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About Our Utah Coal and the Horizon Coal Mine
The Horizon Coal Mine is owned and operated by Hidden Splendor Resources, Inc. a fully owned subsidiary of America West Resources, Inc. (NASDAQ OTC: AWSR)
America West Resources. Inc. (NASDAQ OTC: AWSR) in 2007, became a public company. Through its subsidiary Hidden Splendors Resources, Inc. it operates the Horizon Coal Mine which is located approximately 11 miles west of Helper, in Carbon County, Utah.
The abundant Horizon Coal Mine produces what is commonly known as "steam coal" which is predominately utilized by power plants to produce affordable and clean energy. The Mines currently employ approximately 90 people.
As a one section mine, the Horizon Coal Mine averaged 280,000 tons of coal per year in the last four years. As a multiple-section mine, our experienced management and board of directors believe the mine can generate between 600,000 and 1,000,000 tons per year.
Coal Mining Operations
The mining operations employed at the Horizon Coal Mine are what is known as "room-and-pillar" operations. A room-and-pillar operation involves creating a network of interconnected tunnels in the coal seam. These tunnels are a result from the excavation of a series of "rooms" into the coal bed, leaving "pillars" or columns of coal to help support the mine roof. The rooms and pillars create what, on a map, looks like a series of city streets and blocks, with the streets being the open rooms and the blocks being the pillars of coal.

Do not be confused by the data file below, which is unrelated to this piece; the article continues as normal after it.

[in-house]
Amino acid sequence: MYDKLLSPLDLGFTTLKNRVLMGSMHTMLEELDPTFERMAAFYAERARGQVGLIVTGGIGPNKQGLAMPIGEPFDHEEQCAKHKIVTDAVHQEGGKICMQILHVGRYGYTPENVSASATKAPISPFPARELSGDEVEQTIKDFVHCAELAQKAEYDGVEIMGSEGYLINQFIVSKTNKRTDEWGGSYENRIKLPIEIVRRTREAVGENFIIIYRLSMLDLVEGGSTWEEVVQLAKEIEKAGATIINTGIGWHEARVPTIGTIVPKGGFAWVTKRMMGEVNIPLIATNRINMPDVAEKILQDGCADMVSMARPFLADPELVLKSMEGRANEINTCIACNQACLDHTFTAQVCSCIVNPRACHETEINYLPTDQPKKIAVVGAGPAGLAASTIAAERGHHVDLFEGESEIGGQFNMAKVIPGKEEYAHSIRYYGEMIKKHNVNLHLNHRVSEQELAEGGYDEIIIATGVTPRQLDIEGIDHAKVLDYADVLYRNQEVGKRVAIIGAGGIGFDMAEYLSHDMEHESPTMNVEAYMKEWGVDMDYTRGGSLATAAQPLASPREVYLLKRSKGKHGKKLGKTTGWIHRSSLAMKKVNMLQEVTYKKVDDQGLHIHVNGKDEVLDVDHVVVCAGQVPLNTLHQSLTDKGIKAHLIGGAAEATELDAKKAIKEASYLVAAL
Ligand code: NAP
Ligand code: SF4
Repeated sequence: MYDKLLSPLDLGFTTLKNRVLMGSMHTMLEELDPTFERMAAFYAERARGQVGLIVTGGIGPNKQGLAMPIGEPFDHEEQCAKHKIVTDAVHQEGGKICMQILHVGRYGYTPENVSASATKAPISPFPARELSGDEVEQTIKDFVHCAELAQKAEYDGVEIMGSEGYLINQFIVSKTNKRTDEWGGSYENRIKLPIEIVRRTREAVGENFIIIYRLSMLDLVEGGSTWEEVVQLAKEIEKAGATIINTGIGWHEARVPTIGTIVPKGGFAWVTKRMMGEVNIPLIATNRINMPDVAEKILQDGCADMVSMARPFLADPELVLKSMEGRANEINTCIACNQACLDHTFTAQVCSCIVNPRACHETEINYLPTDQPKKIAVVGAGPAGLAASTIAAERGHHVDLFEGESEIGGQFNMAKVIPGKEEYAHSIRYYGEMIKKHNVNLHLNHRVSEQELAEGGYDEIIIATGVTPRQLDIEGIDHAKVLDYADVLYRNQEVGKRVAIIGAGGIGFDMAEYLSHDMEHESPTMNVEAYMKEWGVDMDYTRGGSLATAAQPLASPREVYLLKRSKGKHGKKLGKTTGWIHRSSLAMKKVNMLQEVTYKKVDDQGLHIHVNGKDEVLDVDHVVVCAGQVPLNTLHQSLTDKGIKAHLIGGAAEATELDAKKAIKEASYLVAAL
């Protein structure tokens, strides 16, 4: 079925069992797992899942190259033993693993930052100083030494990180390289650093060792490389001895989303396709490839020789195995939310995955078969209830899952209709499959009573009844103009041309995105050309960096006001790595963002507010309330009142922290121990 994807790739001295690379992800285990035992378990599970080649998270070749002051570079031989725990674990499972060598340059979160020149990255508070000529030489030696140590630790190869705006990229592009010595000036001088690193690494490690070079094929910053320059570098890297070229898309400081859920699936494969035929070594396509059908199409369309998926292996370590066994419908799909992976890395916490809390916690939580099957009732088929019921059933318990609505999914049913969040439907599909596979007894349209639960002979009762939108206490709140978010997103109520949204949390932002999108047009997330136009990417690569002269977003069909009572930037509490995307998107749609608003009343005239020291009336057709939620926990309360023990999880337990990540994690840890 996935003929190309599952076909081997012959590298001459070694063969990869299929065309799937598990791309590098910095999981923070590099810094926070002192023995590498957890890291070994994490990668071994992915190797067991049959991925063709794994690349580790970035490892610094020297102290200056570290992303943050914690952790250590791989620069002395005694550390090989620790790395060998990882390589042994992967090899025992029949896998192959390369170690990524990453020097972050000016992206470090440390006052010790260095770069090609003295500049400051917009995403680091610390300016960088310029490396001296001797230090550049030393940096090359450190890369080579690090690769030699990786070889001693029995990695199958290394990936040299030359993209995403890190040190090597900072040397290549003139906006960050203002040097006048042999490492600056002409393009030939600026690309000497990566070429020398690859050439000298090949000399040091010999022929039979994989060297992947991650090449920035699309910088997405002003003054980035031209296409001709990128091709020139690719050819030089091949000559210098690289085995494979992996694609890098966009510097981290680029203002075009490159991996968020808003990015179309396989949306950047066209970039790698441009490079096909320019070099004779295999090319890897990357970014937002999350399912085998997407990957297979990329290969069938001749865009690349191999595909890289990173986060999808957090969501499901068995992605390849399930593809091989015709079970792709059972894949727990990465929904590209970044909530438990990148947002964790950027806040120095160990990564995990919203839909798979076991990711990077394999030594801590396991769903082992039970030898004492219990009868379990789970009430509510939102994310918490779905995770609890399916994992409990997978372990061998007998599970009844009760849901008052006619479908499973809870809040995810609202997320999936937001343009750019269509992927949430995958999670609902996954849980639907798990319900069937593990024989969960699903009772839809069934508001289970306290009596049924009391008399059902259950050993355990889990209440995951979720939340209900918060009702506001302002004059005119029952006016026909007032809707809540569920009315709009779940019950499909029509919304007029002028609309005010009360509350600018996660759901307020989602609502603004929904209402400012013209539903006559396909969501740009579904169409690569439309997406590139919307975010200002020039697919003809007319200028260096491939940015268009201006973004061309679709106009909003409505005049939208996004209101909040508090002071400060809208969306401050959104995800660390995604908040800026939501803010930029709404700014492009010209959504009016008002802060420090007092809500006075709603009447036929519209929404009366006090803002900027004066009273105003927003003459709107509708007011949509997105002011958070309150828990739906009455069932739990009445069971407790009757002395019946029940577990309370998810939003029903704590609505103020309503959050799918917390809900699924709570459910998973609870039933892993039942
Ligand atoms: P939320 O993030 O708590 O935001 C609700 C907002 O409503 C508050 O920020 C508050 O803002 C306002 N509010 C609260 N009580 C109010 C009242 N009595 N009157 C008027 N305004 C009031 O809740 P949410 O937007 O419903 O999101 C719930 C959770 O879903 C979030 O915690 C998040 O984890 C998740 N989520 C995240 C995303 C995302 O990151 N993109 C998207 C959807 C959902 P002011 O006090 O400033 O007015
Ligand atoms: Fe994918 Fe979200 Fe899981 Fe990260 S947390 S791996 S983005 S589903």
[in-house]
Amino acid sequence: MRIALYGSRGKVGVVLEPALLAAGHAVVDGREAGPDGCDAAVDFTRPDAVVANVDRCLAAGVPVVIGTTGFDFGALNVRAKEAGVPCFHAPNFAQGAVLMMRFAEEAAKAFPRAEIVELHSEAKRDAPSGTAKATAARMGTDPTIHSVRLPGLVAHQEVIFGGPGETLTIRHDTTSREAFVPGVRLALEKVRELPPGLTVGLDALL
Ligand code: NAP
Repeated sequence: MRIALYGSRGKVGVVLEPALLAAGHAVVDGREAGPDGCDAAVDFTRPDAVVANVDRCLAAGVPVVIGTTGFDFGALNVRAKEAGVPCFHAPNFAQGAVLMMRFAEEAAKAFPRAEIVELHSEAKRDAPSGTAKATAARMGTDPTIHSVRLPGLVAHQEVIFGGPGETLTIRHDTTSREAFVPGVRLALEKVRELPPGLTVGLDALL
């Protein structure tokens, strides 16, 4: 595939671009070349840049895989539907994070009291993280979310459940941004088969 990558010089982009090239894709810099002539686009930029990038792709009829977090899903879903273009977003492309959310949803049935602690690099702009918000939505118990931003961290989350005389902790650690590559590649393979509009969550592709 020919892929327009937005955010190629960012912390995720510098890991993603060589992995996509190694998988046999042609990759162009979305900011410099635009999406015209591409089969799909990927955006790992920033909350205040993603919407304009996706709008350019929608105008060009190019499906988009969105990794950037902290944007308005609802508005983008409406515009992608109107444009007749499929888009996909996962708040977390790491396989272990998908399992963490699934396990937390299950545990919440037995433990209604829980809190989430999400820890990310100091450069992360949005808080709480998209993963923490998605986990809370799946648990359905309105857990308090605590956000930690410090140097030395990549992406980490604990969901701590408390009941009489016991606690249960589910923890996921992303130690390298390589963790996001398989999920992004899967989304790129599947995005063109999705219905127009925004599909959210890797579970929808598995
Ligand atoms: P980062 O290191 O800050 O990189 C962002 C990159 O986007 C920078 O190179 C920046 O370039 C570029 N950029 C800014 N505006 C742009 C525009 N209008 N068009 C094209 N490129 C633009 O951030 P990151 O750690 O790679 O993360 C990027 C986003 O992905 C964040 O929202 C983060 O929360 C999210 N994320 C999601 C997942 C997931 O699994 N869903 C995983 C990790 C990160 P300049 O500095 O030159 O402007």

Using a continuous miner machine, the Horizon Coal miners are able to cut the coal from the seam and place it in shuttle cars, which take the coal from the mining machine to the conveyor belts. The conveyer belts then move the compliant coal out of the mine where it is crushed to size and piled for loading into trucks. Once the coal is on the trucks, it is transported to a variety of America West Resources' clients including several large power plants.
The coal mined at the Horizon Mine is located in the Hiawatha Coal Seam which is in Wasatch Plateau Coal Field. The average height of the coal seam as it runs through the mine is approximately 7 feet. The coal extracted from the Horizon Mine generally has a BTU (British Thermal Unit) value of between 11,500 and 12,300 BTUs. Analysis of the coal produced at the Horizon Mine in August of 2006 has shown BTU levels as high as 12,600. Ash levels in coal substantially affect the value of coal. As it sits in place in the Hiawatha Seam, coal at the Horizon Mine contains ash at levels from 8 percent to 9 percent. Mining of the coal can increase ash levels if the rock on either side of the coal seam is mined and mixed with the coal taken from the seam. The Horizon Mine's ash levels generally test between 8 percent to 12 percent.
Active Coal Reserves
The abundant Horizon Mine has approximately 13 million remaining mineable tons under lease. The majority of this tonnage is part of federal lease given by the Bureau of Land Management while approximately 220,000 tons of the remaining coal mining territory is fee coal owned by the America West Resources' subsidiary, Hidden Splendor. America West Resources' management
predict that the current leased reserves will take roughly 9 to 10 years to mine.
As energy demand grows, coal will be an important part of the nations' abundant and affordable resources. Coal will remain the largest single source of electricity-accounting for more than half of the nation's power generation in 2030. Moreover, 97% of the coal consumed in this country is from domestic mining.
The United States has one of the highest concentrations of coal reserves in the world - truly an abundance of coal. Despite those reserves, coal's price is becoming more sensitive to foreign-demand pressures and events occurring beyond our borders. The U.S. is becoming a major coal exporter, resulting in declining domestic supply. 39% of the world's electricity is currently generated by coal power plants and 135 new power plants are currently in development worldwide.
Coal - An Environmentally Sound Fuel